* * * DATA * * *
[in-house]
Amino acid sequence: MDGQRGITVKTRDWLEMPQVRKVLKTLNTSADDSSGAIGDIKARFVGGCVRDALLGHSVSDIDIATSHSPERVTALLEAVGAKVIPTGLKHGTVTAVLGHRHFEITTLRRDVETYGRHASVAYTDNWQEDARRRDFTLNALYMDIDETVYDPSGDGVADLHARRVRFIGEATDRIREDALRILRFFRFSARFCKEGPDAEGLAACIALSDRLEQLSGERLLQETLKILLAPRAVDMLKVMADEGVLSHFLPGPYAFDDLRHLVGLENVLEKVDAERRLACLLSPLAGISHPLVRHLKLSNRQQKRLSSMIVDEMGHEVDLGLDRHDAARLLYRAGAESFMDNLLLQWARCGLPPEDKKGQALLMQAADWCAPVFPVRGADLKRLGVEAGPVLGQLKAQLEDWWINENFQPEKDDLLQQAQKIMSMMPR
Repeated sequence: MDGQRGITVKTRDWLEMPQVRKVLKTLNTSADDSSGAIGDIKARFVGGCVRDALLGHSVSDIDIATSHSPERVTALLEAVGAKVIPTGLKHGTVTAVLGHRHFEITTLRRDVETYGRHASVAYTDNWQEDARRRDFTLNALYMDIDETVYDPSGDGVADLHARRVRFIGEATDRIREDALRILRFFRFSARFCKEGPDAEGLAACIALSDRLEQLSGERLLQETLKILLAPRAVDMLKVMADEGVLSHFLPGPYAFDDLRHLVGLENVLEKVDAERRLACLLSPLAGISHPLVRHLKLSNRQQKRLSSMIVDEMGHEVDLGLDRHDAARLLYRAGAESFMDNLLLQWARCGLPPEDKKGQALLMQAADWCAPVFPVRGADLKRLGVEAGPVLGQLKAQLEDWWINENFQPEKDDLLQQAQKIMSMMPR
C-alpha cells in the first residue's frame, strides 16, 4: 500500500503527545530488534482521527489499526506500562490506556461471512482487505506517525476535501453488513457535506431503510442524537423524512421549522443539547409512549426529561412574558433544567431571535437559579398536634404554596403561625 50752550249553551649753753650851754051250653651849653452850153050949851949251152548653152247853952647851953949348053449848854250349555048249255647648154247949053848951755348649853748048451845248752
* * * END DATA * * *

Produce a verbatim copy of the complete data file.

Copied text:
[in-house]
Amino acid sequence: MDGQRGITVKTRDWLEMPQVRKVLKTLNTSADDSSGAIGDIKARFVGGCVRDALLGHSVSDIDIATSHSPERVTALLEAVGAKVIPTGLKHGTVTAVLGHRHFEITTLRRDVETYGRHASVAYTDNWQEDARRRDFTLNALYMDIDETVYDPSGDGVADLHARRVRFIGEATDRIREDALRILRFFRFSARFCKEGPDAEGLAACIALSDRLEQLSGERLLQETLKILLAPRAVDMLKVMADEGVLSHFLPGPYAFDDLRHLVGLENVLEKVDAERRLACLLSPLAGISHPLVRHLKLSNRQQKRLSSMIVDEMGHEVDLGLDRHDAARLLYRAGAESFMDNLLLQWARCGLPPEDKKGQALLMQAADWCAPVFPVRGADLKRLGVEAGPVLGQLKAQLEDWWINENFQPEKDDLLQQAQKIMSMMPR
Repeated sequence: MDGQRGITVKTRDWLEMPQVRKVLKTLNTSADDSSGAIGDIKARFVGGCVRDALLGHSVSDIDIATSHSPERVTALLEAVGAKVIPTGLKHGTVTAVLGHRHFEITTLRRDVETYGRHASVAYTDNWQEDARRRDFTLNALYMDIDETVYDPSGDGVADLHARRVRFIGEATDRIREDALRILRFFRFSARFCKEGPDAEGLAACIALSDRLEQLSGERLLQETLKILLAPRAVDMLKVMADEGVLSHFLPGPYAFDDLRHLVGLENVLEKVDAERRLACLLSPLAGISHPLVRHLKLSNRQQKRLSSMIVDEMGHEVDLGLDRHDAARLLYRAGAESFMDNLLLQWARCGLPPEDKKGQALLMQAADWCAPVFPVRGADLKRLGVEAGPVLGQLKAQLEDWWINENFQPEKDDLLQQAQKIMSMMPR
C-alpha cells in the first residue's frame, strides 16, 4: 500500500503527545530488534482521527489499526506500562490506556461471512482487505506517525476535501453488513457535506431503510442524537423524512421549522443539547409512549426529561412574558433544567431571535437559579398536634404554596403561625 50752550249553551649753753650851754051250653651849653452850153050949851949251152548653152247853952647851953949348053449848854250349555048249255647648154247949053848951755348649853748048451845248752